The elastomeric grommet 6 is made of a material such as rubber, polyethylene, or polyvinyl chloride. Rubber is preferred. Spout 1 and stem 3 may be fashioned of hard plastic such as nylon, polystyrene, polypropylene, or an acetal or a hard metal. Ring-like elastomeric member 2, which forms the valve seat, is made of rubber, polyethylene, polyvinyl chloride, or like elastomeric material. Rubber is preferred.

If desired, this tilt valving mechanism may be used with a dip tube attachment. A dip tube is a conduit of sufiicient length to extend to the bottom of the container to insure that all the contents are discharged by the propel- 3 lant. The dip tube is attached to the resilient grommet 6 by methods well known in the art. The dip tube is made from any flexible material such as polyethylene or polyvinyl chloride.

FIGURE 2 shows the valve assembly in the open position. It will be seen that the valve assembly is operated by applying an external force perpendicular to spout 1 as shown by the arrow in FIGURE 2. The external force causes spout 1 to tilt in the direction away from the force. Due to the difference in the location of the pivot center 15 of external spout 1 and the pivot center 16 of internal valve stem 3, an opening is formed around the spherical member 4 when, upon tilting, the spout 1 is moved up and away from the spherical member 4. In this manner, the ingredients within the aerosol are discharged to the atmosphere by passing through the perforated disc 8, up passageway 12, and out opening 10. When the external force tilting the valve spout 1 is relieved, the resilient compression setup in grommet 6 forces the external spout 1 back to the original position, thereby closing the valve as ringlike member 2 once again seats with spherical member 4. Any particles trapped between the ring-like member 2 and valve stem head 4 are embedded in the resilient material of ring-like member 2, thereby maintaining an airtight seal at the discharge opening.

It will be seen that the novel valve assembly of this invention contains no dead spaces between the valve closure and the discharge opening. It will also be seen that any particles or fibrous material trapped in the combination valve closure-discharge orifice will become temporarily 30 embedded in the resilient material forming the valve closure, thereby effecting a complete seal.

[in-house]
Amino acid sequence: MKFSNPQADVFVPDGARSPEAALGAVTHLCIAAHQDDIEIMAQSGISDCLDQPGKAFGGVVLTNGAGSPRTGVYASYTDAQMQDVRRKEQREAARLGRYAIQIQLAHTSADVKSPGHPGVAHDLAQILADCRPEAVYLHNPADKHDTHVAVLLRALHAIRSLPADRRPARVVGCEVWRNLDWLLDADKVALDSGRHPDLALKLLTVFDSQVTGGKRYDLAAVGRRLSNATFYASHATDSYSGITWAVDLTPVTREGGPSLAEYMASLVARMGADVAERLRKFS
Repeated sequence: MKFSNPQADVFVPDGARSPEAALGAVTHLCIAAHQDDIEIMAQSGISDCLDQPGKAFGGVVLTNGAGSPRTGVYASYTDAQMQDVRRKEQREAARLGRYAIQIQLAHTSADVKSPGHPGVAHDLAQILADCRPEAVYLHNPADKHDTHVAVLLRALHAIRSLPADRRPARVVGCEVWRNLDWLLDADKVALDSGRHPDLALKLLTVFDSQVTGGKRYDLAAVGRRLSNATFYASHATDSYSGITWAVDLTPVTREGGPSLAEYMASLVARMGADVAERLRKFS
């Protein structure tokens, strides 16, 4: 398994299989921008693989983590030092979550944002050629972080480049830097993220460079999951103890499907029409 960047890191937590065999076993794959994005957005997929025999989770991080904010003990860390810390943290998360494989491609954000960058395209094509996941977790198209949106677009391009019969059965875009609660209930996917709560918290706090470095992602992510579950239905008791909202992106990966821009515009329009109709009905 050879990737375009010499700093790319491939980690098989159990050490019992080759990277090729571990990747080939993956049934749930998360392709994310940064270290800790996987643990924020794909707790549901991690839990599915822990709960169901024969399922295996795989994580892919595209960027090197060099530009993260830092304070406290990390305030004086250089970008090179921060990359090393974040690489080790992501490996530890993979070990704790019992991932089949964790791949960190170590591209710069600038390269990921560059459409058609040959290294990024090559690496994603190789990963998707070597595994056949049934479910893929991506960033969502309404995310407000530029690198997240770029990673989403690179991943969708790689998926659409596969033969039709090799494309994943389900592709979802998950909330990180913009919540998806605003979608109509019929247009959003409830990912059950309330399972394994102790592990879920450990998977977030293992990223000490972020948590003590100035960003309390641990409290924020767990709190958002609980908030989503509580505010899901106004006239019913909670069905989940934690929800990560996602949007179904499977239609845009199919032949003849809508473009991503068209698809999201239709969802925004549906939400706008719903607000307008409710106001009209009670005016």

As many apparently widely different embodiments of this invention may be made without departing from the spirit and scope thereof, it is to be understood that this invention is not limited to the specific embodiments thereof except as defined in the appended claims.

The embodiments of the invention in which an exclusive property or privilege is claimed are defined as follows: 1. A valve assembly for a pressurized aerosol container comprising (A) a tiltably operated valve closing means consisting of a tubular spout, a resilient ring-like member fitted internally at the exterior tip of said spout, and an axially fixed valve stem, positioned within said spout, having an enlarged spherical member at the top and a perforated disc at the bottom, said valve stem so positioned that the spherical member forms a valve seat by fitting within said ring-like member when said tubular spout and valve stem are in the upright position, and (B) an attaching means consisting of a resilient grommet, said grommet having an internal groove adapted to receive and axially fix the perforated disc of said valve stem within said spout, said grommet also adapted to receive said discharge spout. 2. A valve assembly of claim 1 wherein the ring-like member of the valve closing means and the resilient grommet of the attaching means are made of rubber.